It Sounds Wrong, but it’s Right

rogersgeorge on December 12th, 2017

Okay, the intransitive verb “lie-lay-lain” is one we often get wrong in the present tense. We say “I’m gonna go lay down,” when we mean “I’m gonna go lie down.” (note there’s no direct object.)  “Lie,” the correct word, sounds okay even when we often say “lay.”

Ah, but the past tense of lie, which is “lay,” sounds wrong even when it’s correct! I think we’re just too used to something like a “-d” at the end of past tense verbs. Here’s a guy (Mike Peterson of Comic Strip of the Day for December 7, 2017) using it correctly. It’s the past tense:

He may not have been the worst of the lot, but he lay down with the dogs and now he’s getting up with the fleas.

Sorry, he’s right. It’s “lay.” “Laid” is wrong. I suppose Mike could have written, “…he laid his body down with the dogs…” That would be a little strange, but also grammatical.

The rule: “lay” is past tense of “lie.” Deal with it.

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Another Lie-Lay Post

rogersgeorge on March 11th, 2016

I’m cleaning out my saddlebags, and this two-year-old goody turned up. If you read this blog with any regularity at all, you probably have the lay-lie problem down pat, but here’s a comic about it, so I’ll share.

Pickles

The strip is called Pickles.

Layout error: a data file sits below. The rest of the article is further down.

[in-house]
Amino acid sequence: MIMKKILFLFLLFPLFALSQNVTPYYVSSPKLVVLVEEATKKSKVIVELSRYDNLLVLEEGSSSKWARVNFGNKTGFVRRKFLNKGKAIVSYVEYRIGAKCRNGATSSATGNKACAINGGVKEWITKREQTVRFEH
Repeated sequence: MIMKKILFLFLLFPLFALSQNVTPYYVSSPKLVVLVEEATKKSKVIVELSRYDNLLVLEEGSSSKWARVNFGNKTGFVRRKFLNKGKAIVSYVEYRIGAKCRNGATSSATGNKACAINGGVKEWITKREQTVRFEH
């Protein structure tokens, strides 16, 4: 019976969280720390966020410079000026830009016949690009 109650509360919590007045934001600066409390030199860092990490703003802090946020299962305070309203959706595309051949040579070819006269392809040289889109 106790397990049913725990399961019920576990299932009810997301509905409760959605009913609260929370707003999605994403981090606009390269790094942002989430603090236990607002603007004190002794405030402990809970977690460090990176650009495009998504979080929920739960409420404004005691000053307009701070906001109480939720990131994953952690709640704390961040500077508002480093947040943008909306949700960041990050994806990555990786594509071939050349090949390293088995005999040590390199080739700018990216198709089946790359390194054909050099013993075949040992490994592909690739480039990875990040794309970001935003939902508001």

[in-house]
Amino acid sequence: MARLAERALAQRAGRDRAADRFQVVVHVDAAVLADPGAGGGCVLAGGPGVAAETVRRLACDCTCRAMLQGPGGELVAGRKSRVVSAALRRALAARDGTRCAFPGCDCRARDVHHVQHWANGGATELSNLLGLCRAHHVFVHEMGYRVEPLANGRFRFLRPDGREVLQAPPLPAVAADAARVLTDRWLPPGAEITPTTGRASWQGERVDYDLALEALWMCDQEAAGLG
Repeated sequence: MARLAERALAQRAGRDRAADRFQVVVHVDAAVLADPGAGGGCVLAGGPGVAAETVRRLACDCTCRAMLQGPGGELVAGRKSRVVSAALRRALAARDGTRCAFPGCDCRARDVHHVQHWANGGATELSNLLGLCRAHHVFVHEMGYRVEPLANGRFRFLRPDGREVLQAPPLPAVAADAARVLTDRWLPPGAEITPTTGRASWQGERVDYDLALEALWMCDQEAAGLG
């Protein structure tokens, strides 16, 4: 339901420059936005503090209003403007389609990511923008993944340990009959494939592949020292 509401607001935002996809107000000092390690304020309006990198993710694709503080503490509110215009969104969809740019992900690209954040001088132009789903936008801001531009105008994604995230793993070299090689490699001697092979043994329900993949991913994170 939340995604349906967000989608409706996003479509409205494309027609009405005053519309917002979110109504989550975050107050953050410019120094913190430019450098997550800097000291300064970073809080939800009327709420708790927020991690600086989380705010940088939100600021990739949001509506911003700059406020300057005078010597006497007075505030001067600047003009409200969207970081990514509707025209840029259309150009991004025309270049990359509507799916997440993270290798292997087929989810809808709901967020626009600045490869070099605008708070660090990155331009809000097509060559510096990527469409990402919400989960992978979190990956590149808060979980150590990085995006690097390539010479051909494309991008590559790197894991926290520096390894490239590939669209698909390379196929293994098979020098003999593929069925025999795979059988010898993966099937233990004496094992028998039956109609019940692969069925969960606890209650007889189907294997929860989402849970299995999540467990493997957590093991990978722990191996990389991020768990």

Remember, lie is intransitive. That means you can use it all by itself. Lay is transitive, which means it has to have a direct object. When you go to bed, you lie down. You can lay your head on the pillow, though. Lay the stick on the fire. Now it lies on the coals. So far so good.

So far this has all been in the present tense. The problem is when we get to the past tense. The past tense of lie is lay! So you have to watch the context to figure out the tense. For example,

Yesterday he lay on the couch all day.

Doesn’t sound right, does it? Lots of verbs put a –d at the end for the past tense, and we’re used to hearing that, so we tend to put a -d on the end of lie, but lied is already taken! it’s the past tense of lie meaning to tell an untruth, as in the comic. Maybe the solution is to try use the past progressive:

Yesterday he was lying on the couch all day.

Or the past perfect,

Yesterday he had lain on the couch all day.

Lay isn’t so bad. Its past tense is laid. There’s that -d to make a past tense verb:

He laid his head on the pillow.

Practice, and you’ll get the hang of it. Jot yourself a note and tape it to the wall where you can look at it whenever you want a reminder.

Lie Lay, Lain. Lie on the bed.

Lay Laid, Laid. Lay your head.

Maybe you want to sleep on it.

 

PS: Wouldn’t you know, Pickles had a follow-up:

Pillow talk

rogersgeorge on December 6th, 2011

My wife suggested I post this conversation, no lie. And no pictures, either.

Recently I mentioned how to use the verbs “lie” and “lay.” “Lie” is intransitive—it doesn’t take a direct object. When you stretch out on the bed, you lie down. “Lay” is transitive—it takes a  direct object. You lay the book on the bed. Recently also I posted the hundredth post on this humble site, a post about good writing.

One fine evening, as we prepared for bed, my dear sweet wife and I were talking about the hundredth post on The Writing Rag, and things grammatical in general. As we lay there (past tense of lie), she complained that due to some recent minor surgery “I wish I could lay on my left side.” I waited two beats and said “It’s lie,” and fortunately for my life, she laughed (I long ago learned never to correct someone’s grammar unasked). Then she turned toward me, and asked, with a twinkle in her eye, “So do you wanna get laid or do you wanna get lied?”

Ah, yes, the life of a grammarian can be exciting. The question was strictly academic, of course.